There’s a girl. In the scratched-up Impala next to me. I don’t know her name. I probably never will. I’m pretty sure I’m in love with her all the same.
She’s a brunette – wild waves of it – pretty, brown-eyed, probably about my age. She drinks a lot of coffee and likes to dance in her seat when she’s stuck in traffic. She’s Russian, I think, a disgraced cosmonaut teaching trigonometry at a community college. Or maybe Colombian, fleeing from a shitty situation and a shittier ex-husband. She’s Romanian. Italian. Egyptian-American. From Florida, Arizona, New Mexico, New York, right here in the heart of Jersey. She’s a ballerina, a firefighter, a pharmacist and a drug dealer. She’s got two kids and six cats. A tattoo on her hip. A scar.
She’s the girl of my dreams, depending on the night before.
The game started when she caught me staring. Months ago. I’d noticed her a couple times before that, casual glances when we were stopped bumper-to-bumper on 78. But that day. That day I was trying to get into work a little earlier, beat the traffic, only I ended up stuck in the worst of the morning slog. I was bleary-eyed, half-awake, blinking the early hours away. I leaned my head on the steering wheel and started flipping through the radio, trying to find something other than talk, and then there she was, pulling up next to me, wet hair and a smile that had no place on a weekday commute. She was too damn brilliant. For that hour of the morning, for this life. I couldn’t take my eyes away. I didn’t want to.
The girl saw me and blushed a little, smiled even brighter somehow. She waved. Said hello, I think, but the windows were up. And her name. She said her name. I watched those lips, tried to piece it together. But then the traffic shifted and she was gone.
I can still see those lips, sometimes, dreamt about them once or twice. I still have no idea what she said.
The next morning the girl was there again. Idling next to me on the interstate, the two of us side-by-side in a metal sea of undercaffeinated businessmen and sales associates. We locked eyes, looked at one another in disbelief. And then she smiled again.
It was warmer, her window was down. I leaned across the passenger seat and rolled down mine.
“Hey,” she said.
“Hi,” I said, “I’m Chris. And you’re…”
There was a mischievous smirk, her lips parted, waiting. I thought back to the day before.
And she was gone again.
But she’s here now. The girl’s looking at me from that dinged-up Chevy, awaiting today’s fantasy. Her hair’s sopping into her striped blouse, a late start, but she’s glorious all the same, eyes twinkling and that devil’s grin on her face. I roll down the window.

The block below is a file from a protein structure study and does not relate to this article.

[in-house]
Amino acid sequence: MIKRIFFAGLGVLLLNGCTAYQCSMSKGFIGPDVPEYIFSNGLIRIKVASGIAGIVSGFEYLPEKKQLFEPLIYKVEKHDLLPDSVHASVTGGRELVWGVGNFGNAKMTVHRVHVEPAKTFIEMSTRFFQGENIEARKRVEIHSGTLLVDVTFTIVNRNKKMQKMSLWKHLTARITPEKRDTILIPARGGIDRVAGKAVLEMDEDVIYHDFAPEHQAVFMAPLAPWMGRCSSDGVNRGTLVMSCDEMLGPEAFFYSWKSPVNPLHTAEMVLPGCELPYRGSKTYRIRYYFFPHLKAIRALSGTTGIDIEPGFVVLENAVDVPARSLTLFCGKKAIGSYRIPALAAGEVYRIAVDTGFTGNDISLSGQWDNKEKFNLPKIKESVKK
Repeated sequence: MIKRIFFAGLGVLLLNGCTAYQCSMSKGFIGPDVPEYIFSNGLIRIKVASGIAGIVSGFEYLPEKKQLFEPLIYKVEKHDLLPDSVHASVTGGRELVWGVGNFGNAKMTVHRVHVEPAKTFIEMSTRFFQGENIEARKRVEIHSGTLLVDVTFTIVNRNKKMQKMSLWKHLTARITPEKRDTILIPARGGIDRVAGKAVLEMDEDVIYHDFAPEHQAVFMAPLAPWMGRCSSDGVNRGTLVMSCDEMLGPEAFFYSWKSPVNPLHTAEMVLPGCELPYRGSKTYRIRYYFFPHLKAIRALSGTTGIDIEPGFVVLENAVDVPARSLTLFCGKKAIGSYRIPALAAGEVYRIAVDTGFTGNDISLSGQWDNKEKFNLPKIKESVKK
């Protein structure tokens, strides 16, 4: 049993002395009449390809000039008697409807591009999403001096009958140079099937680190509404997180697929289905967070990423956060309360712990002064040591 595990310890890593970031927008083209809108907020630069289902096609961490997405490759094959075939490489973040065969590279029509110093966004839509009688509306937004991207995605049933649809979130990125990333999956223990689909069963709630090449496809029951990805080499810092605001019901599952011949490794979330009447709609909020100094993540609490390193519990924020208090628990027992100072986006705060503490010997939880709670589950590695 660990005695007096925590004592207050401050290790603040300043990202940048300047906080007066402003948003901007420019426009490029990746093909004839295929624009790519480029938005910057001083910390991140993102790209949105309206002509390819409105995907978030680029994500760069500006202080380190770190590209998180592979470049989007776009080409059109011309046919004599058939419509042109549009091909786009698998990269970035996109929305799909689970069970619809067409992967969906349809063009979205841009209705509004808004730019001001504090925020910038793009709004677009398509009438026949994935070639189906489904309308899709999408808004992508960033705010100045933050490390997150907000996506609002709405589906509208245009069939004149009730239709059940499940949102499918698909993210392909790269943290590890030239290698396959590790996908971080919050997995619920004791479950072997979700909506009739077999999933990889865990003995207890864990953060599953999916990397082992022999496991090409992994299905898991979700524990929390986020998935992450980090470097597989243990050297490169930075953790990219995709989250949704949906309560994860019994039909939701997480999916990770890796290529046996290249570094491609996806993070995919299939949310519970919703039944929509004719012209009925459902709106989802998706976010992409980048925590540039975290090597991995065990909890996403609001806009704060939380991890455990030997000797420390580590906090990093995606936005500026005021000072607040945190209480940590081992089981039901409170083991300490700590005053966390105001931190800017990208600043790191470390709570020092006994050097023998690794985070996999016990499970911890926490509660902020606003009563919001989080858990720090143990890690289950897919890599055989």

“Wendy. Back-up singer for the E Street Band.”
“Not quite, killer.” She narrows her eyes. “I’m Gretchen. World War I fighter ace.”
She’s been Debbie, Karen, Laura, Bernadette, Scarlett and Roxanne. She’s shouted names as she inched past, held up lipstick-scrawled index cards from across two lanes of traffic, dragged her fingertips across clouded glass. Yesterday she was in front of me, waving a legal pad by her rearview mirror. Amelia, inventory auditor, twice divorced. Before that, Annie, spinning imaginary six-guns. I swear to God I could see the Stetson atop her wild brown locks. She’s been rocket scientists and writers, waiting on promotions and begging for change. She’s been reckless and ruthless and calculating and naïve, lost, hungover, bewildering, and beautiful. She’s Scheherazade, saving herself from a thousand and one mornings.
“What’s your kill count?” I ask.
“High thirties. The Kaiser hates me.”
“He’s obviously never met you.”
She laughs. Blushes.
“Neither have you.”
“You’ve got a point.”
There are sirens, and then a blur of red and blue on either side of the highway. I can hear a helicopter overhead. I lean forward, staring up through the windshield.
“We’re going to be here a while,” she says.
“Looks like,” I say.
I turn and this time she’s the one caught staring. A small laugh and then there’s that smile again, everything else in the world melting away. She’s an angel. I can hear trumpets.
The helicopter flies low, loud. Our eyes are fixed on each other despite the downdraft, the dirt and plastic lids swirling in the gap between us. My hand is on the door handle.
“I’m Chris,” I say across my empty passenger seat.
“Monica,” she says. “My name is Monica.”
We open our doors.
This is a reprint of work originally published in Storybook Romance.
Eirik Gumeny lives in New Mexico with his wife. His website is http://www.egumeny.com.